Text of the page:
Man vs. Machine.

Or, why Man is not a Particularly Good Source of Entropy.
Score % Leader
Man 0 0 -
Machine 0 0 -

How to Play:

Man moves by selecting 'Zero' or 'One.' Press '0' or '1' on your keyboard; If you have a 'numbers pad,' enable 'Num Lock.' Or click the buttons if you prefer. The goal is to confuse Machine by 'being random.'

Machine moves by guessing 'Zero' or 'One,' before learning Man's move. Machine can also pass, if he is uncertain. This is because he is weaker, he is only a Machine. So, to make things fair, he gets a little head start.

A correct prediction by Machine gives him a point; an incorrect guess gives a point to Man. A pass gives no points to anyone.

Man usually starts to lose to Machine in a serious way after a few dozen moves. Click 'Reset' or press 'Space' on your keyboard to zero the scores and begin a new game.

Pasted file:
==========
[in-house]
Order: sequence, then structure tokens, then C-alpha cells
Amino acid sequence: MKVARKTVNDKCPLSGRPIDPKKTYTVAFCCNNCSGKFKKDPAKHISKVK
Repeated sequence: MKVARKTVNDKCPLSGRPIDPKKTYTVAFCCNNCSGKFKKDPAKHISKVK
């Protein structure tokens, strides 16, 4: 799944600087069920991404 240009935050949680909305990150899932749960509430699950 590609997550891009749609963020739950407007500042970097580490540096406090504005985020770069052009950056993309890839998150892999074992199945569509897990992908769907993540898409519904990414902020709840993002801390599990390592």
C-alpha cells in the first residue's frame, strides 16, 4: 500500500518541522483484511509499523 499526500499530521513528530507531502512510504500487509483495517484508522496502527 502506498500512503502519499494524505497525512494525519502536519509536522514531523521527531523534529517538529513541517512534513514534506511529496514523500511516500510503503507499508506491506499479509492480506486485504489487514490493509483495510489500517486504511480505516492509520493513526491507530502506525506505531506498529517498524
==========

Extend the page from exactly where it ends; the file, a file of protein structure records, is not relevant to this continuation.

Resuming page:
Who Invented This?

Of the heroes of times of yore / Often not even names endure.

It was probably John von Neumann. Or Stanislaw Ulam. The algorithm, originally in BASIC, came to me from my brother. Who, if I'm not mistaken, learned of it at a Soviet Maths Olympiad.

If anyone knows of the inventor, please write to me!

Claude Shannon.

For the curious: source code. And here's the original.

It is not hard to win this game. If you spent a whole day playing it, shame on you. But what if you did not know that you are playing a game? I dug up this toy when I saw people talking about generating 'random' numbers for cryptography by mashing keys or shouting into microphones. It is meant to educate you regarding the folly of such methods.

Loper OS